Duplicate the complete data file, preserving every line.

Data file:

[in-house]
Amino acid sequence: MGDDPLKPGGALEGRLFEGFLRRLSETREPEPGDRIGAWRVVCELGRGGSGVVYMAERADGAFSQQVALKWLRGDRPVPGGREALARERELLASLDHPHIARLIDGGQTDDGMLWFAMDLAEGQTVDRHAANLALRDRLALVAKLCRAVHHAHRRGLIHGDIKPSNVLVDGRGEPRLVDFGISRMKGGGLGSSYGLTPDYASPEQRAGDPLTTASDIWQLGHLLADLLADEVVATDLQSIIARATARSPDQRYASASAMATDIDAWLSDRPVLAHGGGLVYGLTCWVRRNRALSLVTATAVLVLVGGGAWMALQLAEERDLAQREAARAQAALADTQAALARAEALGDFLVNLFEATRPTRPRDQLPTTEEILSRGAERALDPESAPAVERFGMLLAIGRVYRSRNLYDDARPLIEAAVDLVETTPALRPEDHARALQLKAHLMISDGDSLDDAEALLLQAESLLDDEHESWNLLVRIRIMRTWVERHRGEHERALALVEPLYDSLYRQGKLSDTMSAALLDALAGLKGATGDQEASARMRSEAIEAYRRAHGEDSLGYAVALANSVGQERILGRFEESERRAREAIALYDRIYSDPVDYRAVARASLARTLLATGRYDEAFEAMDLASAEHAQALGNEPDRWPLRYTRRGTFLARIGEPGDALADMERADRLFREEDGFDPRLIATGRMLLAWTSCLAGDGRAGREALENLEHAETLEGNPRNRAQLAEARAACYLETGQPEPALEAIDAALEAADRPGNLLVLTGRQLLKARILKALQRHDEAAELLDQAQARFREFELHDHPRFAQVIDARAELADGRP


[in-house]
Amino acid sequence: MGDDPLKPGGALEGRLFEGFLRRLSETREPEPGDRIGAWRVVCELGRGGSGVVYMAERADGAFSQQVALKWLRGDRPVPGGREALARERELLASLDHPHIARLIDGGQTDDGMLWFAMDLAEGQTVDRHAANLALRDRLALVAKLCRAVHHAHRRGLIHGDIKPSNVLVDGRGEPRLVDFGISRMKGGGLGSSYGLTPDYASPEQRAGDPLTTASDIWQLGHLLADLLADEVVATDLQSIIARATARSPDQRYASASAMATDIDAWLSDRPVLAHGGGLVYGLTCWVRRNRALSLVTATAVLVLVGGGAWMALQLAEERDLAQREAARAQAALADTQAALARAEALGDFLVNLFEATRPTRPRDQLPTTEEILSRGAERALDPESAPAVERFGMLLAIGRVYRSRNLYDDARPLIEAAVDLVETTPALRPEDHARALQLKAHLMISDGDSLDDAEALLLQAESLLDDEHESWNLLVRIRIMRTWVERHRGEHERALALVEPLYDSLYRQGKLSDTMSAALLDALAGLKGATGDQEASARMRSEAIEAYRRAHGEDSLGYAVALANSVGQERILGRFEESERRAREAIALYDRIYSDPVDYRAVARASLARTLLATGRYDEAFEAMDLASAEHAQALGNEPDRWPLRYTRRGTFLARIGEPGDALADMERADRLFREEDGFDPRLIATGRMLLAWTSCLAGDGRAGREALENLEHAETLEGNPRNRAQLAEARAACYLETGQPEPALEAIDAALEAADRPGNLLVLTGRQLLKARILKALQRHDEAAELLDQAQARFREFELHDHPRFAQVIDARAELADGRP